should dream it with greatness of heart and bigness of spirit. Now, we


come to the best part of the evening. I'm very proud to announce


the winner of the Turner Prize for 2016 is... Helen Marten. APPLAUSE


Well. I was not expecting to be here! I guess it is hard to retain a


sense of articular in these situations but I will give it a go.


Thank you for a brilliant speech, -- thank you for bringing speeches.


I was lucky enough to grow up with a liberal outlook and a pleural


outlook and that degree of support and fostering of a very creative and


emotional upbringing was deeply important to me. -- sense of


articulacy. But this is not so much the case today that our global


outlook is becoming ever more precarious. As Ben and Nic have


thought about. From the stripping of arts and writing in school


syllabuses, to far right groups gaining visible and frightening


political platforms for xenophobic, homophobic and racist outlooks, on


the world, I think as artists today, and as people in this environment,


we are deeply, deeply privileged to be sitting here, with a community


whose lifeblood is a sort of diversity and exuberant. In light of


that, I would like to say that I cannot think of a more brilliant and


exciting short list of artists to be part of. Thank you for that. --


exuberance. Thank you, Tate, for your tolerance and easy as for all


of us. All of my friends and who cannot be here today, we could not


do any of this without you, so thank you. Yes, thank you. APPLAUSE


30 years old, from Macclesfield, Helen Marten, any congratulations,


do you mind saying a few words for BBC News. You said you did not think


you would be very articulate but you blew us all away with your very


passionate speech, what a year for you, after winning the Hepworth


prize, as well. It has been quite a year, I am very happy to usher in


2017. Can you even begin to think about what it means, winning the


inaugural Hepworth prize for sculpture, and now the 2016 Turner


Prize, what will it mean for you and your work in the future? It is an


absolute honour to be here, with a group of friends whose work I admire


so deeply. -- friends and peers. I hope this has no affect on me


whatsoever and I can continue in my work in a hermetic bubble! Winger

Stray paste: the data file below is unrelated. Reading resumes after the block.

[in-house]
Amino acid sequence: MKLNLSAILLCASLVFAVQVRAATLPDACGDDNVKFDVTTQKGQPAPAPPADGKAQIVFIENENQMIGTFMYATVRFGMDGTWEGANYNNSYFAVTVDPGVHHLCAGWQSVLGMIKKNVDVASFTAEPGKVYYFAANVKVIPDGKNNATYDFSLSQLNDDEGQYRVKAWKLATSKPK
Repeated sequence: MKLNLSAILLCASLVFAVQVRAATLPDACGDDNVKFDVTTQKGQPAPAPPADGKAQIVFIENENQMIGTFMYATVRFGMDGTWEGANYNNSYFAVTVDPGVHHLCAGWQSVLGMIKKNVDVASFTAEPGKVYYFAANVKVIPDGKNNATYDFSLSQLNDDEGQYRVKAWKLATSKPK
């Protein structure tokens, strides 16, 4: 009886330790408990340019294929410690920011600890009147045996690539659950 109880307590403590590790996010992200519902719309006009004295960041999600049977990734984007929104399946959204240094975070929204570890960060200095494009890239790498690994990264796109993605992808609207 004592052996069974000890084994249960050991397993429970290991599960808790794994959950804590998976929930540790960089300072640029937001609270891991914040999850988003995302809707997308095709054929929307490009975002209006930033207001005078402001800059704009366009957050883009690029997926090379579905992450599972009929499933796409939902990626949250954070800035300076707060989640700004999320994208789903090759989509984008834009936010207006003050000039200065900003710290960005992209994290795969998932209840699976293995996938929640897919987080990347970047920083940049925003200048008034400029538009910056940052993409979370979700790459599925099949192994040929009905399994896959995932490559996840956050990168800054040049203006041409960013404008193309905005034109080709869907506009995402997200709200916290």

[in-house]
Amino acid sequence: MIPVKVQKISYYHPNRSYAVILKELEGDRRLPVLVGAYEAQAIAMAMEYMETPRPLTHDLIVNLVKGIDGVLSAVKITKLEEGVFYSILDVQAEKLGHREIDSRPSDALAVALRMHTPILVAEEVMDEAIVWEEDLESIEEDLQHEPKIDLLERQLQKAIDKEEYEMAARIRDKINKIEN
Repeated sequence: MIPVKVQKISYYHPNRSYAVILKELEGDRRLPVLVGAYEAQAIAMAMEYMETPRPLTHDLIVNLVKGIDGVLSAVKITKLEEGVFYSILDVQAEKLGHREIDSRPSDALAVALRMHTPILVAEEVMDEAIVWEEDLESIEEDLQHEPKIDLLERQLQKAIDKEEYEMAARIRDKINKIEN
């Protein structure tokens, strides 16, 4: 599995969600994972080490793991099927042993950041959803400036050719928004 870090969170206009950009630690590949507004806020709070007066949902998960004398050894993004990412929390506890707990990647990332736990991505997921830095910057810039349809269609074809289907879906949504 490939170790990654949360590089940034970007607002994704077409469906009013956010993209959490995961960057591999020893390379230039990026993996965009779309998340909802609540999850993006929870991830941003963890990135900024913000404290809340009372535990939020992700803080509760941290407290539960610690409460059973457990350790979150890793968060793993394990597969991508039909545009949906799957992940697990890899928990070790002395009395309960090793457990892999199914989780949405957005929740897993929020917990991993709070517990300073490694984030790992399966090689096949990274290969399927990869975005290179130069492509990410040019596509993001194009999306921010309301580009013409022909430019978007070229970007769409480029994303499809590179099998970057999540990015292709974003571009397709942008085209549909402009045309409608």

Turner Prize will inevitably push you out onto a national stage, if


not wider than that. -- winning the Turner Prize. Is that something you


welcome? Whenever there is a fiscal value, there will be about verbally


attached, and I hope I can stay outside of that to a certain extent.


And continue with what you love doing? With the kind of friends and


other artists, critics, curators, galleries, who support me, I hope to


continue that. I was interested that you picked up some of the themes in


the words of Nicholas Serota. -- gallerists. There has been talk in


the room about the state of Britain and the world in 2016, I got the


sense that is something about which you feel ashen elite. The world


rolls from one crisis to another, the very least that we can do is not


the passive bystanders and be responsible for daily outlook. Acts


of tolerance and empathy in our daily lives, that is something for


me. Many congratulations, great to see you, thank you very much. Helen


Marten, as I reflected, what then is the ordinarily year for her, winning


that inaugural Hepworth prize. And now, at the age of 30, winning the


Turner Prize. Let's reflect on this years award, what Cornelia Parker,


previous short lister, thinks of it all, and what Cornelia things of


that, you were smiling and clapping and cheering. Almost like an


anti-populist vote. There is something about the inner workings


of an artist, that still has a place in the world. I'm very happy, worthy


winner. Director of the Whitechapel Gallery, very interesting speech.


She has really stated the position of us all, which is that we want to


be open, we want to be embracing different cultures, we want to


embrace a culture and a language of openness. There are hundreds of


narratives that she sets of, you can see this molecular idea of art and


life. And then standing back from it. The openness, that is the key to


her work and our future. Very good to have your thoughts.


Helen Marten is the winner of the Turner Prize. For her work in New


York and at the Venice be a With evening, cold out there for


many of you, the frosty nights and frosty mornings will soon be


numbered, the temperature trend for Oxford, each subsequent day and